What such planning tends to overlook are the specific but critical questions such as:
- Do we intubate in the field?
- Do we have the right supplies to intubate and support the patient?
- Who will intubate those patients who need it?
- Who will mechanically ventilate these patients?
- Should patients be transported to the nearest facility or to the most experienced one?
- If the catastrophic event includes the possibility of contagion or infection, how do we protect the practitioners?
- How do we contain the factors and prevent a widespread reaction?
In times of crisis, these questions can be the most difficult to answer. Accordingly, RT departments must plan for them now.
Contagions and Airway Protection
The first step in assessing a patient during a crisis is simple, but during moments of extreme stress, it can often be overlooked. The first step, as outlined in Talmor,1 is the need for airway protection. Does the patient require airway protection or ventilator support? What type of injuries did the patient receive? Is airway protection going to be an issue in 30 minutes, even though the patient is stable now? These are questions that must be answered quickly and thoroughly.
Furthermore, it is essential to ask additional questions. What is the cause of the need for airway protection or ventilator support? Is it physical damage? Is it a contagion? If it is a contagion, what steps need to be taken to protect the practitioner? We need our practitioners not only to be safe, but also to avoid becoming a carrier for an infectious agent. In addition, they should be trained for situations that require special training and precautions, such as chemical spills, biologic events, or radiation.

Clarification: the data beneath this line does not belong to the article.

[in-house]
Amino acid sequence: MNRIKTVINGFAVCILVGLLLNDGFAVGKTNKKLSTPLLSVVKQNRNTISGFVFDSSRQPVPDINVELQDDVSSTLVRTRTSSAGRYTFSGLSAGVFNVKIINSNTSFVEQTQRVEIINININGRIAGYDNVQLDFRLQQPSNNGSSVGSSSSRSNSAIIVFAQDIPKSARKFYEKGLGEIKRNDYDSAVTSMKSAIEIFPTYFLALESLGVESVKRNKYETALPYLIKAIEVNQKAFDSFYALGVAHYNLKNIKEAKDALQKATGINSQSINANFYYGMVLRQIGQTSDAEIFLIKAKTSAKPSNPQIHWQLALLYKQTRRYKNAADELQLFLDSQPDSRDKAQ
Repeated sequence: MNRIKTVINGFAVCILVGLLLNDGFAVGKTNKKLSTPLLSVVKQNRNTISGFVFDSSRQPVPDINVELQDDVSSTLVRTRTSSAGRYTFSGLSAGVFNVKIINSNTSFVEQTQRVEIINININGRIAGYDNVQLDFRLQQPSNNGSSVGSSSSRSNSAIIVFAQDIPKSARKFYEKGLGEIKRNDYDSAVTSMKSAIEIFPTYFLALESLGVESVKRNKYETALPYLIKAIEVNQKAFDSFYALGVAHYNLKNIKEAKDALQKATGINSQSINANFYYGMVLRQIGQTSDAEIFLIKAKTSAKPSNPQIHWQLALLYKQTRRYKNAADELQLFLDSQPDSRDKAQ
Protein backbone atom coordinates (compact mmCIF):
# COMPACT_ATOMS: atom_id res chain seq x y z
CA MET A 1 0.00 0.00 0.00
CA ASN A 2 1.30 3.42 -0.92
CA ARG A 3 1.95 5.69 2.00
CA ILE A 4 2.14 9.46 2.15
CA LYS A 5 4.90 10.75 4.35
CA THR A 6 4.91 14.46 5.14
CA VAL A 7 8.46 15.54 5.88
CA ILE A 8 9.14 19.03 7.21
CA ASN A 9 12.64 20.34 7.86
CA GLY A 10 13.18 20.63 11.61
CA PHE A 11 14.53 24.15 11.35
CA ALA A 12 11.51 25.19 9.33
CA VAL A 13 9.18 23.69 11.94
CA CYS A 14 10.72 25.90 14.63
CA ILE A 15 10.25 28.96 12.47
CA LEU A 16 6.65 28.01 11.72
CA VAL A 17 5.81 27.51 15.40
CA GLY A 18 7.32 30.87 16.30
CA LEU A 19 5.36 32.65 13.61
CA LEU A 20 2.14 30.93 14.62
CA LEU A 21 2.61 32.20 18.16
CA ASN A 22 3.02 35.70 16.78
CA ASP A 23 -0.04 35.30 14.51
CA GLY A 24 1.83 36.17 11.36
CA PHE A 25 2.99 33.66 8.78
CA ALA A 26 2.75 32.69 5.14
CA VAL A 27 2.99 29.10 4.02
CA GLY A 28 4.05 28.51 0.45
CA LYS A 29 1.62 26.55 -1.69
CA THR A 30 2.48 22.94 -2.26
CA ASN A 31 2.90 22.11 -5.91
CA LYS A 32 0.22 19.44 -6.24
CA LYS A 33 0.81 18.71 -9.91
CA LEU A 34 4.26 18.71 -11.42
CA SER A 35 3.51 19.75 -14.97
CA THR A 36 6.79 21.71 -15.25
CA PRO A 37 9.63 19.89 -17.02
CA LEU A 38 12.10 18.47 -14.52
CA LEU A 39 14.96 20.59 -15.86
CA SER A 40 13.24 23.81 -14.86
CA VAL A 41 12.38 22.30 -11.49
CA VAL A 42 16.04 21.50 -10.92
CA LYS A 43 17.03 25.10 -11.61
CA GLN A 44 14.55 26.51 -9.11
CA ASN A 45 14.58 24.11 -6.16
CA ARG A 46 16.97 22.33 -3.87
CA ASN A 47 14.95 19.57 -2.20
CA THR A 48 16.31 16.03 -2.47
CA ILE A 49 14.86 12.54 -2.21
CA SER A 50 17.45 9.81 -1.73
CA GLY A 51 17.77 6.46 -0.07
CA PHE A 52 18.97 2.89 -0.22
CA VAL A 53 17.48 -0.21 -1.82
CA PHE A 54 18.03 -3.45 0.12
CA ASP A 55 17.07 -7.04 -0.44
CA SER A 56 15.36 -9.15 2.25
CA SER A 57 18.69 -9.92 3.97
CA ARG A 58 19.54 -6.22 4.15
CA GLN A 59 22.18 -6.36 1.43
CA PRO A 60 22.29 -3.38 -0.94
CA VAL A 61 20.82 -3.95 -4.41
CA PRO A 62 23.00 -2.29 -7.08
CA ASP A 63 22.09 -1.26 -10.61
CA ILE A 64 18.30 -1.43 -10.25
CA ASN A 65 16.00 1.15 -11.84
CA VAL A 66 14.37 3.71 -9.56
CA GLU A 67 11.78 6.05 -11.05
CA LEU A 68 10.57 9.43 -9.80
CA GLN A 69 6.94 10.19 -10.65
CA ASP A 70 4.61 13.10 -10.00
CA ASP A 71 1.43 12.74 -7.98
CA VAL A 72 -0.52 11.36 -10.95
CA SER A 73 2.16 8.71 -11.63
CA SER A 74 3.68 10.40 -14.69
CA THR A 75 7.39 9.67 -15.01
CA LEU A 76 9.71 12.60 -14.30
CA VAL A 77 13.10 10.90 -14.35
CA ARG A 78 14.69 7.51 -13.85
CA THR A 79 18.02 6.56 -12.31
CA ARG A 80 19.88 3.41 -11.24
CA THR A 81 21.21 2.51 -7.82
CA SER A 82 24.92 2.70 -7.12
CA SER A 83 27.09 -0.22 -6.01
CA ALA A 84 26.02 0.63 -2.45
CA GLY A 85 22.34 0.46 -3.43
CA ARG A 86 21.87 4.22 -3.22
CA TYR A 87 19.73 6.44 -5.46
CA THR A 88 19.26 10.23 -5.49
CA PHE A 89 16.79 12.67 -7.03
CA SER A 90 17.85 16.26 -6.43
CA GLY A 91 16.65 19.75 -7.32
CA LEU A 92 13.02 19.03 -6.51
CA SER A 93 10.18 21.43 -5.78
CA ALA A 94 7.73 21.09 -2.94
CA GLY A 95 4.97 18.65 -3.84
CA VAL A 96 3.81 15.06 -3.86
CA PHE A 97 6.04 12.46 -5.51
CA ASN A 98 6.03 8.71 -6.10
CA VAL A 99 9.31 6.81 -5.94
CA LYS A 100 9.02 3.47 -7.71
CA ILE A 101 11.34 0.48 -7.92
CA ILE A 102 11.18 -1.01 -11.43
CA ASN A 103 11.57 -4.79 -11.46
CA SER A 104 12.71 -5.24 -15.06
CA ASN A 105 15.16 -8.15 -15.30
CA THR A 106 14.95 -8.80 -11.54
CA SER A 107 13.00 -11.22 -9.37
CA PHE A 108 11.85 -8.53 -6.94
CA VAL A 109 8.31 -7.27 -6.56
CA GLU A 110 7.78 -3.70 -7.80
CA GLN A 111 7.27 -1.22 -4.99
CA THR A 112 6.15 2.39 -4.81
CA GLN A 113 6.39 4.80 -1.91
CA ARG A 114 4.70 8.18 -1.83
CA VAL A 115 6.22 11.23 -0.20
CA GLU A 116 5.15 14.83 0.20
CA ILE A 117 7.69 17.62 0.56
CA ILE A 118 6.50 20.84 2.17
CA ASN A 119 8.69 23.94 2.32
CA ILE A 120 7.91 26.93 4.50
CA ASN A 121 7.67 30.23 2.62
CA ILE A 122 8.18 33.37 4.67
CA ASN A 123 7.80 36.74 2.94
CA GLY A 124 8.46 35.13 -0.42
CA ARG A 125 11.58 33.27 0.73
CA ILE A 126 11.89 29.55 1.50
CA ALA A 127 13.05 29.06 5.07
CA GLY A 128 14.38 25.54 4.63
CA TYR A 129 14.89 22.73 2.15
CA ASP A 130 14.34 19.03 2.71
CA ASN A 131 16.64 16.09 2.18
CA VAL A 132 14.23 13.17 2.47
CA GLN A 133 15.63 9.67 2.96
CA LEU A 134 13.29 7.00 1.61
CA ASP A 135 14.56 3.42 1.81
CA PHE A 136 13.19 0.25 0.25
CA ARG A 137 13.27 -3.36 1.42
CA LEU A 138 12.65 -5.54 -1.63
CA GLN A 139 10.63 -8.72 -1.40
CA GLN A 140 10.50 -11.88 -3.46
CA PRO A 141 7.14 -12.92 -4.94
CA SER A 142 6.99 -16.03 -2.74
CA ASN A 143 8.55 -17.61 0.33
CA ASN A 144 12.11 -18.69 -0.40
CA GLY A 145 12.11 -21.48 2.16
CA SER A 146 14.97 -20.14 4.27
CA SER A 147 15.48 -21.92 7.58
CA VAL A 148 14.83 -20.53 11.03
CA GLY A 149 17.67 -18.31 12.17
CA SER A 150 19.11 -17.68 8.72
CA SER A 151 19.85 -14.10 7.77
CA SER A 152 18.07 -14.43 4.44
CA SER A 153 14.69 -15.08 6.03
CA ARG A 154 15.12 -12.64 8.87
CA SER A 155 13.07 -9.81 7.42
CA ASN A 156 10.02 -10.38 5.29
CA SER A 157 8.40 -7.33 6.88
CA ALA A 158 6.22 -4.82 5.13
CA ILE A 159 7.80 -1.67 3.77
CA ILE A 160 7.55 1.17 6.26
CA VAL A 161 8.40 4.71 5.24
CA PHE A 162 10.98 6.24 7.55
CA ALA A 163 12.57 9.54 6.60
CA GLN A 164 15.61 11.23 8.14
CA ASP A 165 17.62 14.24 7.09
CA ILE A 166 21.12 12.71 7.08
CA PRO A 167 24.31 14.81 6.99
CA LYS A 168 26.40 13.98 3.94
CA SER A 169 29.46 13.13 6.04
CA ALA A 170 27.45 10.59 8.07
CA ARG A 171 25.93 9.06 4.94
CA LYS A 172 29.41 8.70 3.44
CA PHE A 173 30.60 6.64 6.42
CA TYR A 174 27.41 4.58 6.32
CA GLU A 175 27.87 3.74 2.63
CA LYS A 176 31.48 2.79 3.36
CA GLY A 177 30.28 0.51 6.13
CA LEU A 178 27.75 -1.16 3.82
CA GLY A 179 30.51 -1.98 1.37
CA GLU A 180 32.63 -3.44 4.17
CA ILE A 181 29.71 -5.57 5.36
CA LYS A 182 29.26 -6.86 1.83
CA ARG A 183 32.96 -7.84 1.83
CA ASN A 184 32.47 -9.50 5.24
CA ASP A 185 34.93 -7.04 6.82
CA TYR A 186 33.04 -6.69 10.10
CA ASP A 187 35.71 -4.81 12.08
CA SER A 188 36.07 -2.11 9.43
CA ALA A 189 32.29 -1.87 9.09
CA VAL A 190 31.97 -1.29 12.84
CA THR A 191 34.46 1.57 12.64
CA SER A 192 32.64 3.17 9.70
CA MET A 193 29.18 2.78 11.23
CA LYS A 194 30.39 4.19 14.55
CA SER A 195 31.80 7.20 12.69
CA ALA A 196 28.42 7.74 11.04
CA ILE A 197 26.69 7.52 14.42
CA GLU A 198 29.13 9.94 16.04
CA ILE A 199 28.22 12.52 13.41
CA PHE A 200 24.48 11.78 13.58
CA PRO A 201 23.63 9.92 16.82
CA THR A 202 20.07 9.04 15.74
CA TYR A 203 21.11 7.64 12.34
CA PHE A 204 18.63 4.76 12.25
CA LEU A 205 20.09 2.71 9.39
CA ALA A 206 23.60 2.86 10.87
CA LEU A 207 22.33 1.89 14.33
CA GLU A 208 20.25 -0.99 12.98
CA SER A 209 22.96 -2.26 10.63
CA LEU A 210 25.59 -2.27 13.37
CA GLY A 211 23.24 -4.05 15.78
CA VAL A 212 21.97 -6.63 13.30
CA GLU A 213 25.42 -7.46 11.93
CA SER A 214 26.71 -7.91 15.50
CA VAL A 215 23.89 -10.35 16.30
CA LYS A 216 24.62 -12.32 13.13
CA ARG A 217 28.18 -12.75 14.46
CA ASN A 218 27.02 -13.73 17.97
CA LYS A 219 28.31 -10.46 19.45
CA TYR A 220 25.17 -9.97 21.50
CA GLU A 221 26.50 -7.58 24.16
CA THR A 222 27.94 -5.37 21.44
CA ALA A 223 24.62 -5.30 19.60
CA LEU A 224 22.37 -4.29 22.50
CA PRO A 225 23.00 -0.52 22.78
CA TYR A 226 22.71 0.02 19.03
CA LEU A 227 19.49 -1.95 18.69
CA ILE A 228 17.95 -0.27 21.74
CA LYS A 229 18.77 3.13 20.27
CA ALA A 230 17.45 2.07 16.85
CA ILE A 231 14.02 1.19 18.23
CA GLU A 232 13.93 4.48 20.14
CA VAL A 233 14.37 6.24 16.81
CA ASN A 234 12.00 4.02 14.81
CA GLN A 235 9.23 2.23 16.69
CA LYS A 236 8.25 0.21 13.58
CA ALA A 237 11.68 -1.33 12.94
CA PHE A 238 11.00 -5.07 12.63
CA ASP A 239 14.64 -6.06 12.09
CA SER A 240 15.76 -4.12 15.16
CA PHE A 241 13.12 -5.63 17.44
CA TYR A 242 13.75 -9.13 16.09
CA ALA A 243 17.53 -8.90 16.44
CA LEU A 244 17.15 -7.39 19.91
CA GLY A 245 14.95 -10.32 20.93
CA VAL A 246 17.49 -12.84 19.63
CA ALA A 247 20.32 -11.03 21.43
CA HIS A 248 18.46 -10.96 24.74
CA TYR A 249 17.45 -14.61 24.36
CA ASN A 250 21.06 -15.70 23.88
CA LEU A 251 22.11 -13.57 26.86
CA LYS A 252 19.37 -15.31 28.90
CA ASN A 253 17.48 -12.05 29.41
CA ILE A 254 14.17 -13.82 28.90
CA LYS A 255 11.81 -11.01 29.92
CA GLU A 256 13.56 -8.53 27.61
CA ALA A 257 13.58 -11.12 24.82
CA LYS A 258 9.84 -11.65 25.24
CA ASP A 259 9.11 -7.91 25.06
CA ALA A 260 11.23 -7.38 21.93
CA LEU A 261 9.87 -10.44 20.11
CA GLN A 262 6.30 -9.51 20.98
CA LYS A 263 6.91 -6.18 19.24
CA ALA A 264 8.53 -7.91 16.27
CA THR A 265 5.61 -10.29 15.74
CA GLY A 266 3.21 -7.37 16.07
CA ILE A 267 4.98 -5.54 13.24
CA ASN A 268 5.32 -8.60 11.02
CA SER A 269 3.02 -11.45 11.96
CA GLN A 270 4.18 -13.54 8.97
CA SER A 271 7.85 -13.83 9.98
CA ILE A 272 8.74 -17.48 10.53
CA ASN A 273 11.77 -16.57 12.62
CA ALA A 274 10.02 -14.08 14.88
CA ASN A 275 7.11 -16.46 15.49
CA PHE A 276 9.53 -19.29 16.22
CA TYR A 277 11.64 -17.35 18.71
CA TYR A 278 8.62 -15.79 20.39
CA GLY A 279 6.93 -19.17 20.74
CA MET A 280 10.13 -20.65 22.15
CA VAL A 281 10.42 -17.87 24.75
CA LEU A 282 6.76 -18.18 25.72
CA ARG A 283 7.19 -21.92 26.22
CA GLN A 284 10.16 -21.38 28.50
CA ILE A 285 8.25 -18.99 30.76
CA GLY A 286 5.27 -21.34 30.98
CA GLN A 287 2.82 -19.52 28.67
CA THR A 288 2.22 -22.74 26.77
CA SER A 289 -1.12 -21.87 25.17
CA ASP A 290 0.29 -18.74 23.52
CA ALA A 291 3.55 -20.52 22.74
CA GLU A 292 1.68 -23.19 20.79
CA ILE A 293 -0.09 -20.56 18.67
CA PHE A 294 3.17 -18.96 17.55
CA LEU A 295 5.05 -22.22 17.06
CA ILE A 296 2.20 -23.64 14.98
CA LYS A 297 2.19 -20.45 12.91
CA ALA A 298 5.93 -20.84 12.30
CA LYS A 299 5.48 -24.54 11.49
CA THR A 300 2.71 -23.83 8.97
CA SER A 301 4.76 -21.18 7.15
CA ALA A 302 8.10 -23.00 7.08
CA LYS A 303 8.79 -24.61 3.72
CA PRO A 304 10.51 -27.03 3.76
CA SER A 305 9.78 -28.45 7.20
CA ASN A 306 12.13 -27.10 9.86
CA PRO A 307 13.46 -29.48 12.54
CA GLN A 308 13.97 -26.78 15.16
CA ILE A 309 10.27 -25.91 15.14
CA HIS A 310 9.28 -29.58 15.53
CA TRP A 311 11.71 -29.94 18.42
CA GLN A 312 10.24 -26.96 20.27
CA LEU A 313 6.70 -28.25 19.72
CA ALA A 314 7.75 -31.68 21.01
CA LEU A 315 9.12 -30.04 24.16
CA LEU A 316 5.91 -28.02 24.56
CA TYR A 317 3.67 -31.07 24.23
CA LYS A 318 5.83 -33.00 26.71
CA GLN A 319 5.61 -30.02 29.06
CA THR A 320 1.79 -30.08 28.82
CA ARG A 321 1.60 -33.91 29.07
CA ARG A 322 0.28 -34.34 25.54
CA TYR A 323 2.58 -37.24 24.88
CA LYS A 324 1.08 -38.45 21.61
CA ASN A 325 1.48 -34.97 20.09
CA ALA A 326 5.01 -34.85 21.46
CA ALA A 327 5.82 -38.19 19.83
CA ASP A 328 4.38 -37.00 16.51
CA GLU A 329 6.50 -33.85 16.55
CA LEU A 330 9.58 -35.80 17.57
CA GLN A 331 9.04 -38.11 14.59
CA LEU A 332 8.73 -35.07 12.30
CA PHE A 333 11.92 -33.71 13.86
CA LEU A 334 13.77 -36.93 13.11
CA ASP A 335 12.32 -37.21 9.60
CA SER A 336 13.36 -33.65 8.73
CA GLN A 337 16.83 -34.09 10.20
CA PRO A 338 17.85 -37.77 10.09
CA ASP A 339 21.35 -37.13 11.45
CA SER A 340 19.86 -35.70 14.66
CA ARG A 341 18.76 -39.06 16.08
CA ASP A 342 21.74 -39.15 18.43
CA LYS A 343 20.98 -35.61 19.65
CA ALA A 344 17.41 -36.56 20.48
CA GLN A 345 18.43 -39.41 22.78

If faced with an infectious event, the stresses on the entire medical system can be overwhelming. To begin with, an increased need for mechanical ventilation will stress the system. Then, not only can the normal routine of the system break down, but practitioners will face additional stresses, such as the need to wear protective gear, the need to work in an uncomfortable and frantic environment, and their fear of the situation itself. Intubation during an emergency may cause the practitioner’s stress levels to increase, and their growing frustration could lead them to remove protective gear, which will only increase their risk of exposure.
Because of the contagious nature of biological events, there is an increased risk of infection among health care workers. The SARS outbreak in Toronto was an ominous example of the need to be prepared. Airway events proved to be high risk procedures for health care workers and others.4 This crisis revealed the need for practitioners to be trained in efficient procedures to manage the airway, as well as to protect others from the contagion. Early identification of biological events is paramount and can be the difference between controlled outcomes and unfortunate disasters. Looking at past events, such as the SARS outbreak, and factoring them into planning for future events can lead to an orderly and efficient emergency management system.